When You Can’t Have It Your Way

by | Apr 6, 2011 | SpiritLed Living

DOES GOD EVER ASK HIS SERVANTS
TO WALK WITH HIM IN PLACES THAT ARE UNCOMFORTABLE AND EVEN UNDESIRABLE?
THE SCRIPTURES AND HISTORY TELL US, YES.

One
of the most stunning comments I ever heard, almost a throwaway remark,
came from one of the most famous ministers in the world. He said to me,
“R.T., the more God uses me, the less I am able to enjoy it.”

This
may be incomprehensible to some, but I know exactly what he meant. God
has many ways of ensuring that while we enjoy His blessing, we do not
become conceited.

The apostle Paul is a hero for many of us, but he too was open to
pride and to taking himself too seriously. In His wisdom God had a
plan; Paul was too precious to Him to be allowed to fall into that kind
of folly.

This is how Paul describes what God decided to do: “To
keep me from becoming conceited because of these surpassingly great
revelations, there was given me a thorn in my flesh, a messenger of
Satan, to torment me” (2 Cor. 12:7, NIV).

To be honest, though, I
must add that there is a singular kindness attached to such an
affliction. So it is with yours. It is God’s hint to you that He is not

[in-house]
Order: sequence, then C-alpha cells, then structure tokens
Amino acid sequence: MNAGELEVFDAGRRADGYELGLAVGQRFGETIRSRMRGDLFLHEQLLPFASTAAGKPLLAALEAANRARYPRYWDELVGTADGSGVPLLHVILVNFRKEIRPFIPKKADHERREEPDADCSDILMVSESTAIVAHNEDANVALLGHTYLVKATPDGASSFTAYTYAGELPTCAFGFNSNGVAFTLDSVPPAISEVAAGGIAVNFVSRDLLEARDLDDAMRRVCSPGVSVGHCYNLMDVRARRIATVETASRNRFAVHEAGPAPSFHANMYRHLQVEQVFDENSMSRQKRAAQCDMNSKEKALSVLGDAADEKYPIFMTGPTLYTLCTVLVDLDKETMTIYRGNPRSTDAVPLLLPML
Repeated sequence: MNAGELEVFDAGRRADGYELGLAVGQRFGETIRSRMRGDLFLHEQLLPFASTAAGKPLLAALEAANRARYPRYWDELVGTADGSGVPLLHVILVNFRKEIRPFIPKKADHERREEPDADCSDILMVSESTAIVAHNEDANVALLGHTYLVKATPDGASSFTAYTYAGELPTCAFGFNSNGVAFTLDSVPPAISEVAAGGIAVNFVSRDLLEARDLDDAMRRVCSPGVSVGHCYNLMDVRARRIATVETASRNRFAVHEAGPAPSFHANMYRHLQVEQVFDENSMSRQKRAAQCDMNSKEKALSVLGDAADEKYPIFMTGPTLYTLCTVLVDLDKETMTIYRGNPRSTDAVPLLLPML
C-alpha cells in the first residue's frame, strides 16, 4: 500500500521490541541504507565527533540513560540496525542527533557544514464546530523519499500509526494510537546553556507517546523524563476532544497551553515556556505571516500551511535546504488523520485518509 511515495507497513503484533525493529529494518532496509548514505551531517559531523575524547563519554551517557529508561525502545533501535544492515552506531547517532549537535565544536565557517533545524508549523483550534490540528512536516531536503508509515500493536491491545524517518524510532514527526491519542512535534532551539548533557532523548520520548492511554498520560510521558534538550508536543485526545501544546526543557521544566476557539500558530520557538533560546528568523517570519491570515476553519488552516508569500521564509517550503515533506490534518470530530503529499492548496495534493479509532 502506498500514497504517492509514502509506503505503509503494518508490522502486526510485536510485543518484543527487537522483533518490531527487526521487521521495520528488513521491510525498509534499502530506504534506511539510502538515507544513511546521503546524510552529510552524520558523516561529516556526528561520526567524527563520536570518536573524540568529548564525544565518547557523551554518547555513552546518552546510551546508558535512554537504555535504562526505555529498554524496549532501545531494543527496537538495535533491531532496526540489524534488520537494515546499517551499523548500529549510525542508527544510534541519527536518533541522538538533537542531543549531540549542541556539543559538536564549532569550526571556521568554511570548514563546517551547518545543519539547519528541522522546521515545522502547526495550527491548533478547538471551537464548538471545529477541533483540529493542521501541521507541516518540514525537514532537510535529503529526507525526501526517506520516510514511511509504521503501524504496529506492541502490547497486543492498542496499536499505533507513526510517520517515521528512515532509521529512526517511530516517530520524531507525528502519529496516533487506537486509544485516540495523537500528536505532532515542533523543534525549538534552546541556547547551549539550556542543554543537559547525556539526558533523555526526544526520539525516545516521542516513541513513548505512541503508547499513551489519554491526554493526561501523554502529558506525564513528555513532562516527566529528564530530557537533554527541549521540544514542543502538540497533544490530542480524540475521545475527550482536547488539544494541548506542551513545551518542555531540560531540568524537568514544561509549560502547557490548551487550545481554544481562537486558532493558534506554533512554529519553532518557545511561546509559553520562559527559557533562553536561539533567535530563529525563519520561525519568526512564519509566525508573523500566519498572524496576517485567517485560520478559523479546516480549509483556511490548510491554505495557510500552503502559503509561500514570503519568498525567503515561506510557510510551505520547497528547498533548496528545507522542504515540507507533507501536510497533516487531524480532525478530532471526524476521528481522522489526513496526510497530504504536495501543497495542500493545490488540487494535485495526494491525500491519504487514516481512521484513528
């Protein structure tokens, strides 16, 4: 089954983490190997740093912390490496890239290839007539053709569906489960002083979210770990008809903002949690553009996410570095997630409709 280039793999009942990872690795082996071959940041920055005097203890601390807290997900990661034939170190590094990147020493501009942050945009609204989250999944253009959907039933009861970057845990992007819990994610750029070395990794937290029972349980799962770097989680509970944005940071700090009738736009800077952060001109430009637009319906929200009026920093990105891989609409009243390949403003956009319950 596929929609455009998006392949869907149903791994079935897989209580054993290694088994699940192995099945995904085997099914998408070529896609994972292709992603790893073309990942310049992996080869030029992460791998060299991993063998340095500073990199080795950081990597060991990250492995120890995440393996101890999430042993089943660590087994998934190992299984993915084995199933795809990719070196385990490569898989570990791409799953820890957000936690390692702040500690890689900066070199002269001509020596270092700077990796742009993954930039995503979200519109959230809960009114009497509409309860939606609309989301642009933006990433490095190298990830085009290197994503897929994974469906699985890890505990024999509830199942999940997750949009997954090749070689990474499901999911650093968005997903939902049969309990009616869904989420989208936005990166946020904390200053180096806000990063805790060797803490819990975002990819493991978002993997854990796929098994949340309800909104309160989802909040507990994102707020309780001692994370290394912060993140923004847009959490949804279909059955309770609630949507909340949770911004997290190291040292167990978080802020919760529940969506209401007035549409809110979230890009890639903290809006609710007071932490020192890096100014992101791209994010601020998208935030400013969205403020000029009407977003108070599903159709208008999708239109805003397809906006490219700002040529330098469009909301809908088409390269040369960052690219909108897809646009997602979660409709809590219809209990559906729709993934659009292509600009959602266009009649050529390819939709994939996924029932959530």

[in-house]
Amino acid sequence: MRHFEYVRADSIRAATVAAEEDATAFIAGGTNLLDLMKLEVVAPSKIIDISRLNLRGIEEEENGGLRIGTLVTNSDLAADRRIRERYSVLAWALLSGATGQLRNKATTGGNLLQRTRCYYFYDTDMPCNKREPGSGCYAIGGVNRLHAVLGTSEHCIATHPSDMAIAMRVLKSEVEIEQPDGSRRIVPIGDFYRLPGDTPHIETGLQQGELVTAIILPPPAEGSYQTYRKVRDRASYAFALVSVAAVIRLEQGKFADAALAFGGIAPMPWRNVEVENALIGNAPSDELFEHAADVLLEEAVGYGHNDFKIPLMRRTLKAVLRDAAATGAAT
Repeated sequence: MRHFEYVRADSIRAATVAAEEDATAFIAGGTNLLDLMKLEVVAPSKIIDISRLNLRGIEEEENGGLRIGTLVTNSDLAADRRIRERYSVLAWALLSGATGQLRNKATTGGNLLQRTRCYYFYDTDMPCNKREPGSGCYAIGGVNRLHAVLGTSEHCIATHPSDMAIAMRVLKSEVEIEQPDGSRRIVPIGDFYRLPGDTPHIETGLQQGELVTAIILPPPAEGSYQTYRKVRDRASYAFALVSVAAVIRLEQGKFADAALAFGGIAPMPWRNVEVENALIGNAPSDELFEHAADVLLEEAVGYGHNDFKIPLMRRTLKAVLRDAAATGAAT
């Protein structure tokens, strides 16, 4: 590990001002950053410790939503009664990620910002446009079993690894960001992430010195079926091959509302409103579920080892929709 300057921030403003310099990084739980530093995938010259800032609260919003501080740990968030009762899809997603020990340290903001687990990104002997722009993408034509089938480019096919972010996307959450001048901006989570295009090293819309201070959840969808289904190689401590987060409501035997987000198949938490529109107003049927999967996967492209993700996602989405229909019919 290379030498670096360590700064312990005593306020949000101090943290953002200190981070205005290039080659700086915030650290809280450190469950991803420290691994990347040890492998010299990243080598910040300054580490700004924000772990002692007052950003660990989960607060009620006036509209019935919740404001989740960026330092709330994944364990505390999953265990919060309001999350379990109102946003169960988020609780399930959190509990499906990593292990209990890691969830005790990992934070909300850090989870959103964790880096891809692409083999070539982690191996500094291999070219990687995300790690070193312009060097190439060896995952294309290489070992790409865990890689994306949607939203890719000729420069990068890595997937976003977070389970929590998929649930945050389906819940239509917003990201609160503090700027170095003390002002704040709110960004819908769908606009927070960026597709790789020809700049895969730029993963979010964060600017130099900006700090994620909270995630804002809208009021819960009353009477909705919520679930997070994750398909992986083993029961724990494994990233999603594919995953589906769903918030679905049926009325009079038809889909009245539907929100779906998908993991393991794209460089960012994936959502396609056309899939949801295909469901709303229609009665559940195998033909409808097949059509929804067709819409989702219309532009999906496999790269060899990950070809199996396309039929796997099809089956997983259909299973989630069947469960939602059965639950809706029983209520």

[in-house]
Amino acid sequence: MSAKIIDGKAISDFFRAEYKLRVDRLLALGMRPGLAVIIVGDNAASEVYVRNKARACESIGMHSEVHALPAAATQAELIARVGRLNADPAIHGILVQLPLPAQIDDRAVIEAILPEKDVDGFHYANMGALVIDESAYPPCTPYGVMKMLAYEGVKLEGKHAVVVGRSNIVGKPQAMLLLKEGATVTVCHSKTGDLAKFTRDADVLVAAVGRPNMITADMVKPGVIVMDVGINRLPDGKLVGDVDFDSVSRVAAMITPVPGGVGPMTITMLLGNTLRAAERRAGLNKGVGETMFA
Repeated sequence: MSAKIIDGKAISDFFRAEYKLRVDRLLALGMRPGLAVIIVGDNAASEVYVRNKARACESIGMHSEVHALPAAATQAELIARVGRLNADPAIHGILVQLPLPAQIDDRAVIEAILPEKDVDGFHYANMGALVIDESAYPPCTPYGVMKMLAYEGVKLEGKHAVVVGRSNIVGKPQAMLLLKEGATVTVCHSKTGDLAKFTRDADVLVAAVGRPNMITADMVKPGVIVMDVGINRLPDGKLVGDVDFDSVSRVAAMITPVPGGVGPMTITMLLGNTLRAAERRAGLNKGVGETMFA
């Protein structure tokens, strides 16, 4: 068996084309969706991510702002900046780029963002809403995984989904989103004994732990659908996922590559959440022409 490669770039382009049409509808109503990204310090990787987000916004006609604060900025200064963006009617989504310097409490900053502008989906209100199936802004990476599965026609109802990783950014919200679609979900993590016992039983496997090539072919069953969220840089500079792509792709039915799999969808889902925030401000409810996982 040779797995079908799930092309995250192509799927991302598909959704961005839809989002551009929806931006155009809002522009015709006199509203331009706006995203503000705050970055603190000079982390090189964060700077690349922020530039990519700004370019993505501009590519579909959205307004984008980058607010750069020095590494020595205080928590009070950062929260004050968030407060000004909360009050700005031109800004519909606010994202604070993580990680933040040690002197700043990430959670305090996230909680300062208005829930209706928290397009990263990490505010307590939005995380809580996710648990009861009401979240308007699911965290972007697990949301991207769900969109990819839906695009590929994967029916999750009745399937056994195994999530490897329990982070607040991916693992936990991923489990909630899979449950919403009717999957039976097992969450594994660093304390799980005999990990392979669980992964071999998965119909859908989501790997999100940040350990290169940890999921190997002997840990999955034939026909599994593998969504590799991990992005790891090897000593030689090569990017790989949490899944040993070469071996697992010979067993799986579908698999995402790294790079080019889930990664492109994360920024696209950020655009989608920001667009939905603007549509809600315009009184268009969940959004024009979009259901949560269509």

finished with you yet. And there is no sweeter thought than the sheer
consciousness of God’s refining you and me to give us a greater
anointing for His glory.

IS YOUR CALLING A THORN?
If you are a Christian worth your salt, you probably have a thorn in the flesh. For some it is a handicap or disability.

It
could be loneliness or an unhappy marriage. But for others a thorn in
the flesh may be an unwanted calling—when what God wants is not what
you want. It is what you have to do, though it is the opposite of what
you want to do.

The word “calling” in the New Testament is used
in several ways. Generally speaking, there is effectual calling and what
I would call career calling.

Effectual calling is the work of
the Holy Spirit in conversion. By His Spirit, God calls everyone to
repentance, but not everyone receives the calling.

He does this because we would never be saved if He didn’t call us. That is the effectual calling.

But that is not mainly what I am writing about here. I am referring to career calling—God’s plan for your life.

Paul
said he was called to be an apostle. As soon as he was converted, he
was told he was to go to the Gentiles (see Acts 9:15). But some of us
discover much later what God is going to do with our lives, and we are
not happy with it because it isn’t what we wanted Him to do.

A
calling that is unwanted is what you get when God’s plans overrule